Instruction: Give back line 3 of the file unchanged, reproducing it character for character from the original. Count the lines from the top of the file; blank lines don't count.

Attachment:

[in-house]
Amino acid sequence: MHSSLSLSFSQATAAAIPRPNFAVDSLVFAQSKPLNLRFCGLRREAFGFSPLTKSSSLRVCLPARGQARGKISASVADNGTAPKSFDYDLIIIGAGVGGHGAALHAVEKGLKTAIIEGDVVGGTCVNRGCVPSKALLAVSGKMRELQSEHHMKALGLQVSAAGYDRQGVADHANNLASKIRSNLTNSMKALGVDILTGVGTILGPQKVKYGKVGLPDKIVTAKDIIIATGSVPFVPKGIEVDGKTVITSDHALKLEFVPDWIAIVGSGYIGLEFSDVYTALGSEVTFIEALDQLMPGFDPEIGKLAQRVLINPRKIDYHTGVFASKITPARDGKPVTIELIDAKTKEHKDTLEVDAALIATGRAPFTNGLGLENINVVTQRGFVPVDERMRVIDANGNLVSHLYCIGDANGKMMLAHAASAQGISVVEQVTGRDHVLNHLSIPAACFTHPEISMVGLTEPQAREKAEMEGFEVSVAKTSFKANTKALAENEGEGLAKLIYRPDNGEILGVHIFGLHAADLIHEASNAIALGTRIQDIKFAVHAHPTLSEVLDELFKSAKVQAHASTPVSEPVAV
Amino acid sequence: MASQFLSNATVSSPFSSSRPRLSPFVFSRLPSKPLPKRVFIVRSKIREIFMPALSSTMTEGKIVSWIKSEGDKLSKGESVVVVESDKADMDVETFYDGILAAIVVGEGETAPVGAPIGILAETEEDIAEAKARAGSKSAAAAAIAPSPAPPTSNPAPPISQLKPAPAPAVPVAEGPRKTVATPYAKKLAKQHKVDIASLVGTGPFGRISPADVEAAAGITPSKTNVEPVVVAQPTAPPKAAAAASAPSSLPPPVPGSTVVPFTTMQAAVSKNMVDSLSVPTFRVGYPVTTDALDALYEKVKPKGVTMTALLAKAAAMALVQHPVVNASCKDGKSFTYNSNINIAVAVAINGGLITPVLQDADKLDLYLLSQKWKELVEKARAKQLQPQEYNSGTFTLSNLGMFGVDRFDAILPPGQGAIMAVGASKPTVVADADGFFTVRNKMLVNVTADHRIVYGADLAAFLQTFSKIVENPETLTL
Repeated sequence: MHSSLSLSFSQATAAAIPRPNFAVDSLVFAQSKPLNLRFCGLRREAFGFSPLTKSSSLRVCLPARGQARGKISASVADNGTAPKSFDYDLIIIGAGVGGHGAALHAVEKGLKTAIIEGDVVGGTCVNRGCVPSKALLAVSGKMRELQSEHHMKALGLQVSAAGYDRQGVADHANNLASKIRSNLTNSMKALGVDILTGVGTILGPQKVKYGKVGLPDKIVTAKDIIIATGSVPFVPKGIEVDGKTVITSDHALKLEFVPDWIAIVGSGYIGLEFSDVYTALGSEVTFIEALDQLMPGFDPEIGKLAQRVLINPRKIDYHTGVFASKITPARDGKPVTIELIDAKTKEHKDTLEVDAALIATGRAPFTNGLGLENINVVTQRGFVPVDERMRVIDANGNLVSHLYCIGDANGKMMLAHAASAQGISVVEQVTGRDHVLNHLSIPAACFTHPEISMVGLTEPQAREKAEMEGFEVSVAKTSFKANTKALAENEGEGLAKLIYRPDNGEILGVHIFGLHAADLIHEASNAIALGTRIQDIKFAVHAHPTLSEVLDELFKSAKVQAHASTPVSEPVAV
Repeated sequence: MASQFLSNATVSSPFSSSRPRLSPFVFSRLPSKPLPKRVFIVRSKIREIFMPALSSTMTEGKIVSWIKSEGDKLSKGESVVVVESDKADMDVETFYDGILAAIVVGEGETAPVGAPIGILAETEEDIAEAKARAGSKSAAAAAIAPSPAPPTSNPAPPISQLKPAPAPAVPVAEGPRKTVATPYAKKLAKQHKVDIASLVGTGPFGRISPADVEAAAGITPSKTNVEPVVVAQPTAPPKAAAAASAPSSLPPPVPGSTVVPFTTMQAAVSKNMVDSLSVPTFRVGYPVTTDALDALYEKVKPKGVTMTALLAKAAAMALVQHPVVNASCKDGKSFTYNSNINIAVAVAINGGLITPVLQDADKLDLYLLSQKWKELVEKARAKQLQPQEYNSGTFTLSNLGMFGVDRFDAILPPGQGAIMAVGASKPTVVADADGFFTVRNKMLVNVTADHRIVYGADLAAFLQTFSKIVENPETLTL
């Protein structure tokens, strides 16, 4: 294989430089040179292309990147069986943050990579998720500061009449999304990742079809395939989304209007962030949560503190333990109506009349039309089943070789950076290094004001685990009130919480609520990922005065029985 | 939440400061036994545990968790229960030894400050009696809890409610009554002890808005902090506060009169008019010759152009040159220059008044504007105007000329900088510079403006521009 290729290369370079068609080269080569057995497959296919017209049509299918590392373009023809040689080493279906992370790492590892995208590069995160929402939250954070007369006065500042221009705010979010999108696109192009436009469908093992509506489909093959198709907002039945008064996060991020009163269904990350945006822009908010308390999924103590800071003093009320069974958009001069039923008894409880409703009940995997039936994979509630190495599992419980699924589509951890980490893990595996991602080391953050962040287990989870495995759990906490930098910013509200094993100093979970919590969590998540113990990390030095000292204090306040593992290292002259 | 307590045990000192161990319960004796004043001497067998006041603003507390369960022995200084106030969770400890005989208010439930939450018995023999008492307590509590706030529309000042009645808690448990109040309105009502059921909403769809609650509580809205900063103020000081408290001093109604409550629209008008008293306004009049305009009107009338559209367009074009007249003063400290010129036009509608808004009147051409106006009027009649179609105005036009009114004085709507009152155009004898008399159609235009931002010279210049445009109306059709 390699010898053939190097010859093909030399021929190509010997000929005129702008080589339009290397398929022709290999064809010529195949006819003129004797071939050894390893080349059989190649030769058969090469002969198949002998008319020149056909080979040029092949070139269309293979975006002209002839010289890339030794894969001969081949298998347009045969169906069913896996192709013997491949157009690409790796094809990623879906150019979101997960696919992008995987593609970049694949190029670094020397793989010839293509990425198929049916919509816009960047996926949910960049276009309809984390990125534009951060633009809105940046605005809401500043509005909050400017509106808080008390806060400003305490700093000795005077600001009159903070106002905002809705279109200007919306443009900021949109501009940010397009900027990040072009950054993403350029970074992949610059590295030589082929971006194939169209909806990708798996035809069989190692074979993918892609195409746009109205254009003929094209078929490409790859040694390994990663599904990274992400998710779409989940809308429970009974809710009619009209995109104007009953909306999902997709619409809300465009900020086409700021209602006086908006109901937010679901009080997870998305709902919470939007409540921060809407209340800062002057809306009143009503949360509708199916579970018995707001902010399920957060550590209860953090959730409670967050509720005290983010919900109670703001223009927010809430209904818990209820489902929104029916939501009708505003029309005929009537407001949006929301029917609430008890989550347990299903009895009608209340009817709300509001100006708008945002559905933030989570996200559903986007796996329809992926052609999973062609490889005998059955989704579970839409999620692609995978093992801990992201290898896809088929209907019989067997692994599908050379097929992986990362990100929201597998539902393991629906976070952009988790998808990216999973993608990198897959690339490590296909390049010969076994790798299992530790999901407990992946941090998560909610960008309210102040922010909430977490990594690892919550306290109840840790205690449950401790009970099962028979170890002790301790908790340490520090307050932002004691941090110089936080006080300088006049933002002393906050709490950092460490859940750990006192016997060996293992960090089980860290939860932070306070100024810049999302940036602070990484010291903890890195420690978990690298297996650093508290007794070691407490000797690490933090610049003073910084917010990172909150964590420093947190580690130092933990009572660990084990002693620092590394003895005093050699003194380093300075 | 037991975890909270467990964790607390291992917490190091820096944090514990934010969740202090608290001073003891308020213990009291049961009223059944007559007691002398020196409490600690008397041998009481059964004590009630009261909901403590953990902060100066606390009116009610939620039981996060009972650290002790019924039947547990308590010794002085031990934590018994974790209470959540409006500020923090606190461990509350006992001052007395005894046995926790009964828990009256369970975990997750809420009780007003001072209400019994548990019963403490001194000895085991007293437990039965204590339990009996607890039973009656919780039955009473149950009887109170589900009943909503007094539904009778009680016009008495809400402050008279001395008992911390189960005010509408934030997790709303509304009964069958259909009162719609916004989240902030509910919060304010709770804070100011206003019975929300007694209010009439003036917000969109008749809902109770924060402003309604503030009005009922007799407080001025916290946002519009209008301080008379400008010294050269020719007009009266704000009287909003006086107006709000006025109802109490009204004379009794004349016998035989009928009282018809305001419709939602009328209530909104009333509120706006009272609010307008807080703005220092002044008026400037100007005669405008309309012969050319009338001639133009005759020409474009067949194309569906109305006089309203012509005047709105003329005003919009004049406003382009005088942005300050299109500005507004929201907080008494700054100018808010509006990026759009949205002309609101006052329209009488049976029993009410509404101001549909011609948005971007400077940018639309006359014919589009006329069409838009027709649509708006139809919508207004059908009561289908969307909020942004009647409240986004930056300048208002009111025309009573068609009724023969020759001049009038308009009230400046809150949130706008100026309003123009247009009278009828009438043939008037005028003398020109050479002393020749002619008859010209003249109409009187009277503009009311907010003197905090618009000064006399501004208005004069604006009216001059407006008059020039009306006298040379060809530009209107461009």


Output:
Amino acid sequence: MASQFLSNATVSSPFSSSRPRLSPFVFSRLPSKPLPKRVFIVRSKIREIFMPALSSTMTEGKIVSWIKSEGDKLSKGESVVVVESDKADMDVETFYDGILAAIVVGEGETAPVGAPIGILAETEEDIAEAKARAGSKSAAAAAIAPSPAPPTSNPAPPISQLKPAPAPAVPVAEGPRKTVATPYAKKLAKQHKVDIASLVGTGPFGRISPADVEAAAGITPSKTNVEPVVVAQPTAPPKAAAAASAPSSLPPPVPGSTVVPFTTMQAAVSKNMVDSLSVPTFRVGYPVTTDALDALYEKVKPKGVTMTALLAKAAAMALVQHPVVNASCKDGKSFTYNSNINIAVAVAINGGLITPVLQDADKLDLYLLSQKWKELVEKARAKQLQPQEYNSGTFTLSNLGMFGVDRFDAILPPGQGAIMAVGASKPTVVADADGFFTVRNKMLVNVTADHRIVYGADLAAFLQTFSKIVENPETLTL